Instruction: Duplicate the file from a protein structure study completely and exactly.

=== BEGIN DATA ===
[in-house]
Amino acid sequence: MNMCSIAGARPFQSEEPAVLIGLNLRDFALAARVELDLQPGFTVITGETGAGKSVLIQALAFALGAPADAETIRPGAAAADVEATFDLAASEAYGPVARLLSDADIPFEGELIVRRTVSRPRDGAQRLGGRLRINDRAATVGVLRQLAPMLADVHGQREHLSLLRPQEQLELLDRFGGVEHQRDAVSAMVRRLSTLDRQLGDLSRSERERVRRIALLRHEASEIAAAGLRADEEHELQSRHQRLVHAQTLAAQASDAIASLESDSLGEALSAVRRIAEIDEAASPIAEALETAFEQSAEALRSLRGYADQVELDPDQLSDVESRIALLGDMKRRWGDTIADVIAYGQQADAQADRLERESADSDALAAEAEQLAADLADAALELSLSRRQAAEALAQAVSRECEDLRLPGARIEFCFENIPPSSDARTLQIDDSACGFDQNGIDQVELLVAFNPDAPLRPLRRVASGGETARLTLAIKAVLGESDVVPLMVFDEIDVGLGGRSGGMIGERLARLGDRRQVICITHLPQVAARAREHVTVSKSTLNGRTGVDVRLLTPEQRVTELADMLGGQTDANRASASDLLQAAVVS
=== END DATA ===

[in-house]
Amino acid sequence: MNMCSIAGARPFQSEEPAVLIGLNLRDFALAARVELDLQPGFTVITGETGAGKSVLIQALAFALGAPADAETIRPGAAAADVEATFDLAASEAYGPVARLLSDADIPFEGELIVRRTVSRPRDGAQRLGGRLRINDRAATVGVLRQLAPMLADVHGQREHLSLLRPQEQLELLDRFGGVEHQRDAVSAMVRRLSTLDRQLGDLSRSERERVRRIALLRHEASEIAAAGLRADEEHELQSRHQRLVHAQTLAAQASDAIASLESDSLGEALSAVRRIAEIDEAASPIAEALETAFEQSAEALRSLRGYADQVELDPDQLSDVESRIALLGDMKRRWGDTIADVIAYGQQADAQADRLERESADSDALAAEAEQLAADLADAALELSLSRRQAAEALAQAVSRECEDLRLPGARIEFCFENIPPSSDARTLQIDDSACGFDQNGIDQVELLVAFNPDAPLRPLRRVASGGETARLTLAIKAVLGESDVVPLMVFDEIDVGLGGRSGGMIGERLARLGDRRQVICITHLPQVAARAREHVTVSKSTLNGRTGVDVRLLTPEQRVTELADMLGGQTDANRASASDLLQAAVVS